Unlike English bedding schemes, which mass large numbers of identical plants together (which coincides with our own idea of "bedding"), the French use a much more fanciful technique. They intermingle up to a dozen different plants in a repeating pattern of individual plants of each type. The result is a true tapestry of color, texture, and form which I've always found delightful. The parterres around the Orangerie are planted in an entirely different scheme every year. It's always fun to see the new color and plant combinations, which are often extremely creative.

Down the long slope from the Orangerie is the world-famous roseraie, or rose garden, which was added shortly after 1904, when the city of Paris acquired the gardens. The rose garden is always somewhat of a disappointment to me, as it is consecrated to mostly hybrid teas. Only a smattering of old roses relieves the monotony.

The rose garden does have some wonderful examples of climbing roses, painstakingly trained on a huge arbor, or alternatively up imposing iron obelisks, or most fancifully, in giant swags along heavy chains and ropes draped between posts. Here is an excellent opportunity to view the art of French rose pruning at its peak. Best of all, the rose canes are all fastened to their supports using the ancient technique of twisted willow twigs. (See "Prunings into Plant Supports" under "Trucs d'Antan".) In this elegant method, supple lengths of willow twigs are looped around the rose cane and its support. The two extremities of the twig are then twisted together, and the longer end locked in place behind the twist. The beauty of this method is that it is entirely biodegradable and drops away at just the time (2-3 years) when the rose would have outgrown its shackle. The willow ties are visually handsome as well.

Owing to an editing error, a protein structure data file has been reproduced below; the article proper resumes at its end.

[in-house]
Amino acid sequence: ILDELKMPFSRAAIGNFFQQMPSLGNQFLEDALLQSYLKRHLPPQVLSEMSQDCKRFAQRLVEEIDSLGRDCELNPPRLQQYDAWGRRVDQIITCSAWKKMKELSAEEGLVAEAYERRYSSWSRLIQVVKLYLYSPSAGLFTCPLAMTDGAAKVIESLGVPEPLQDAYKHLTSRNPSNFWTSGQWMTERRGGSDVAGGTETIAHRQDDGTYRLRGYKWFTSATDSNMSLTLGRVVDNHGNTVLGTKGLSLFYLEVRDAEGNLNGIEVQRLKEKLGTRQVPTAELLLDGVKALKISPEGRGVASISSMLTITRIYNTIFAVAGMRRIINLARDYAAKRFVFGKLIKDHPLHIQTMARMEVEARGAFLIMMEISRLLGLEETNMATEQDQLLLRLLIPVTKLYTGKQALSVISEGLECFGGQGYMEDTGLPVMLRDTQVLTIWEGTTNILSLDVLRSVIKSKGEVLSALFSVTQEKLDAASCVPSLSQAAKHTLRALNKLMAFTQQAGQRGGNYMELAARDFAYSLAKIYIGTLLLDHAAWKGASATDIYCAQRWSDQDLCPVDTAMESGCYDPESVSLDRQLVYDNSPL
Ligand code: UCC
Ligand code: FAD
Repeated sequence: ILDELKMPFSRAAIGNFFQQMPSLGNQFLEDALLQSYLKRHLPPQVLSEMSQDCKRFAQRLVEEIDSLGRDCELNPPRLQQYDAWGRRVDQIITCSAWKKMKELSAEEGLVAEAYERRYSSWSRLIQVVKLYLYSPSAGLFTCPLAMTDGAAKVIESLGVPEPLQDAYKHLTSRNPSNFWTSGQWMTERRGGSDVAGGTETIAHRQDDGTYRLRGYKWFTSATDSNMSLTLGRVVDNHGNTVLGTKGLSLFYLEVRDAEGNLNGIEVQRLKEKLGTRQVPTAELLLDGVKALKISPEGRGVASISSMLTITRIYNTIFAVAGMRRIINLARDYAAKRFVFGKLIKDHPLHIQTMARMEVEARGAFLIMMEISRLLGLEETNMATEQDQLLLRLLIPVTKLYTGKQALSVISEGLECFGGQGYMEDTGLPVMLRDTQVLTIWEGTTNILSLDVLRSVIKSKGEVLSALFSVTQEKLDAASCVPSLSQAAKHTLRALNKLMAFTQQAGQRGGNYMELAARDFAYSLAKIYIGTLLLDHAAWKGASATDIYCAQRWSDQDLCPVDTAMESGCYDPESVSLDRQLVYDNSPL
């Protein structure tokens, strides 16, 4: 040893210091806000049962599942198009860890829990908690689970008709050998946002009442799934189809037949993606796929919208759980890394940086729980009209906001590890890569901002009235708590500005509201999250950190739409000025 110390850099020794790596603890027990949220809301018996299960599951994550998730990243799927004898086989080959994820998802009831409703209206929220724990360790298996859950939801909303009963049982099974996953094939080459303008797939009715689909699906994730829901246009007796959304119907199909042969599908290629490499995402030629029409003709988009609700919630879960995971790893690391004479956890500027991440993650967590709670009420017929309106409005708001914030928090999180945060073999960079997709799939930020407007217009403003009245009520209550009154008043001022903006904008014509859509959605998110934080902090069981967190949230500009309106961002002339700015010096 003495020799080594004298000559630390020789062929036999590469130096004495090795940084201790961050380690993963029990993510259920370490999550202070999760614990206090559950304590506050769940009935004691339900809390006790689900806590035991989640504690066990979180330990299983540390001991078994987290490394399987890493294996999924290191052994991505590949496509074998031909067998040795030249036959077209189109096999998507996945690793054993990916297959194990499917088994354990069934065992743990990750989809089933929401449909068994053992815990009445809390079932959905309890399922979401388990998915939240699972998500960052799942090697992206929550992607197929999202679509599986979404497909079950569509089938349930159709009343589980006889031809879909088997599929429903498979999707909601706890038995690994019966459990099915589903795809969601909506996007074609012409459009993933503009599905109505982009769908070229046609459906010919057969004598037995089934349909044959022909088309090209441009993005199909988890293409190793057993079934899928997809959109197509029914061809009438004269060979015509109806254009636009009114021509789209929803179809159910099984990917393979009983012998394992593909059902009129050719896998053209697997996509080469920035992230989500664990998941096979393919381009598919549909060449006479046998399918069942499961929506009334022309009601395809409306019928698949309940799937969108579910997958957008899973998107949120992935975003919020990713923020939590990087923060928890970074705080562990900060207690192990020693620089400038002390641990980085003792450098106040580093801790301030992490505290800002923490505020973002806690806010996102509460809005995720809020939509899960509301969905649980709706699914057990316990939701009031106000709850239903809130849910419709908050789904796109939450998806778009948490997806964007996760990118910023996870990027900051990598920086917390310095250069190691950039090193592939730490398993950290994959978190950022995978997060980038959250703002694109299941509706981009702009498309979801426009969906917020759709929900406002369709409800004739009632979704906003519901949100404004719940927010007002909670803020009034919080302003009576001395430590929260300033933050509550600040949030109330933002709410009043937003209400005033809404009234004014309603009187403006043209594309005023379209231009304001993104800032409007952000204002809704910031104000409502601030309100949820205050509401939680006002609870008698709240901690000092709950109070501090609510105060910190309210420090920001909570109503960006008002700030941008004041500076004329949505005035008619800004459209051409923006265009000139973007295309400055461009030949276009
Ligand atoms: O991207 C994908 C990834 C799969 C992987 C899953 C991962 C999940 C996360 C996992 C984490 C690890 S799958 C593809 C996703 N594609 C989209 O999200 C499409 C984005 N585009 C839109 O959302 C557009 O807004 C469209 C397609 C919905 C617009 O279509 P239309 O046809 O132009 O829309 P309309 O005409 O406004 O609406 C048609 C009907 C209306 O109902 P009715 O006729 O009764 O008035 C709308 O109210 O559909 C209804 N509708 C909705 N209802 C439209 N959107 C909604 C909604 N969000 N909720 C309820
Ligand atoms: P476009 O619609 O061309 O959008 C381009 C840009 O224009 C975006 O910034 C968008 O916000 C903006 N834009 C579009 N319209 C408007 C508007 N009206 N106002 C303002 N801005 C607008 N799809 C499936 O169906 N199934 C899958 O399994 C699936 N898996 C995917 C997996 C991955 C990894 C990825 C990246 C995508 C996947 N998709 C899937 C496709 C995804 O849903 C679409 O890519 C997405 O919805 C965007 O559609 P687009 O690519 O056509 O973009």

A three-minute stroll to the west of the roseraie brings you to a string of theme gardens. These were added to the Jardin de Bagatelle at the same time as the roseraie. The southernmost one is the iris garden, and as the name implies, it contains nothing but irises. It is therefore interesting only during May. When its moment of glory arrives, the iris garden is rather splendid, with its riot of color and grapey iris aroma effectively enclosed within its high hedges.